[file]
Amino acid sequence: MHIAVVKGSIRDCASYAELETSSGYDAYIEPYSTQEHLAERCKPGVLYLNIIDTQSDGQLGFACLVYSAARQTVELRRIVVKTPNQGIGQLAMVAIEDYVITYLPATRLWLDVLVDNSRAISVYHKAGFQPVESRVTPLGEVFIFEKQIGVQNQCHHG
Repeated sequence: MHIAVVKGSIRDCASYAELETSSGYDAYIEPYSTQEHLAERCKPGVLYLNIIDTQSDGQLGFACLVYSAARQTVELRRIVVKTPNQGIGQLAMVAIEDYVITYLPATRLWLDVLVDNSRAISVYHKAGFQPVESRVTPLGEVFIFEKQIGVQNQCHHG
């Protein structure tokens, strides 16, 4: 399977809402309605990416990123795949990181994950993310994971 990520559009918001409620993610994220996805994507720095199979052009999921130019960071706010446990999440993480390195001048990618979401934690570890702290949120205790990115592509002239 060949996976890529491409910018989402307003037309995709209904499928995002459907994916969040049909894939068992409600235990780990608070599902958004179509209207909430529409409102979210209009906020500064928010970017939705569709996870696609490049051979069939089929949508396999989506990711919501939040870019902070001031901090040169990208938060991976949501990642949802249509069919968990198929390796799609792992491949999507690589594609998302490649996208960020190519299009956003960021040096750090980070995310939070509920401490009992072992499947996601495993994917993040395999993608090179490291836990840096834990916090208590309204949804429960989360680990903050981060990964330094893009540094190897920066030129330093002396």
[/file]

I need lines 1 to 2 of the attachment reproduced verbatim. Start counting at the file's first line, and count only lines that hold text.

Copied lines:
Amino acid sequence: MHIAVVKGSIRDCASYAELETSSGYDAYIEPYSTQEHLAERCKPGVLYLNIIDTQSDGQLGFACLVYSAARQTVELRRIVVKTPNQGIGQLAMVAIEDYVITYLPATRLWLDVLVDNSRAISVYHKAGFQPVESRVTPLGEVFIFEKQIGVQNQCHHG
Repeated sequence: MHIAVVKGSIRDCASYAELETSSGYDAYIEPYSTQEHLAERCKPGVLYLNIIDTQSDGQLGFACLVYSAARQTVELRRIVVKTPNQGIGQLAMVAIEDYVITYLPATRLWLDVLVDNSRAISVYHKAGFQPVESRVTPLGEVFIFEKQIGVQNQCHHG